Tina Lewis Rowe

Insights, Information & Inspiration

Say What Needs To Be Said, Why Don’t You?

Try Straight Talk

Many of the  problems at work and elsewhere could be reduced dramatically if people would tell the truth in appropriate ways. Instead, problem solving is stalled by those who hint, pretend to joke, talk in round-about ways or try to avoid having conflict. 

What’s worse is that often it is done in the name of not wanting to start an argument, not wanting to hurt someone’s feelings, not wanting to sound like a complainer, etc. etc.  But, while others are silent the situation gets worse.

If something is weighing on your mind,
If you want to say something about a problem,
If you wonder what someone meant,
If you are confused about instructions or directions,
If you have an appropriate thought or feeling you want to express,
If someone has a habit or a way of communicating with you that makes you grind your teeth in frustration…..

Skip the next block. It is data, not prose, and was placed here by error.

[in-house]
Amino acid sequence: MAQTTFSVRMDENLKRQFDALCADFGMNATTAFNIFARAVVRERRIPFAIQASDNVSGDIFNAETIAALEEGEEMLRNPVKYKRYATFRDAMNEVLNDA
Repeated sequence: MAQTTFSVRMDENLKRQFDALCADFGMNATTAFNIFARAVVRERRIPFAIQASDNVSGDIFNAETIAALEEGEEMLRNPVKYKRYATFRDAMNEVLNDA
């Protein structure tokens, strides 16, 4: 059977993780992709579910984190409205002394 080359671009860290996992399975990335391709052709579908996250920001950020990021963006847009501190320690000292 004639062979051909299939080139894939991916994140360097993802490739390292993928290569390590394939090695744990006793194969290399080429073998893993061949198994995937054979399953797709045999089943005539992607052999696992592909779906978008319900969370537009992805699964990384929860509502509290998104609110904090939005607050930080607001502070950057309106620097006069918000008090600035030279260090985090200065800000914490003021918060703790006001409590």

….Communicate directly in a courteous way.  You will also save a lot of time and you will get to the core of problems, rather than dancing all around them.

If the person you need to talk to is higher than you in the organization, you may be limited in what you can say–but you still can seek to clarify an issue or express a feeling.  If the person is a peer, friend or family  member, you should be courteous and appropriately caring. However, if something needs to be said, say it. You’ll feel better about it and you can get a subject cleared up and out of the way much more quickly.

If you don’t really care enough to deal with a problem or it happens so infrequently that it really isn’t an issue, maybe you can leave it alone.  If you complain about it repeatedly to others, either give them a break and stop complaining or do something effective to bring the frustrating situation to a halt. 

You’ll dread it but once you start talking you’ll feel better. You’ll probably  find that straight talk would have been the best response all along.

July 7th, 2012 Posted by | Life and Work, Personal and Professional Development | 4 comments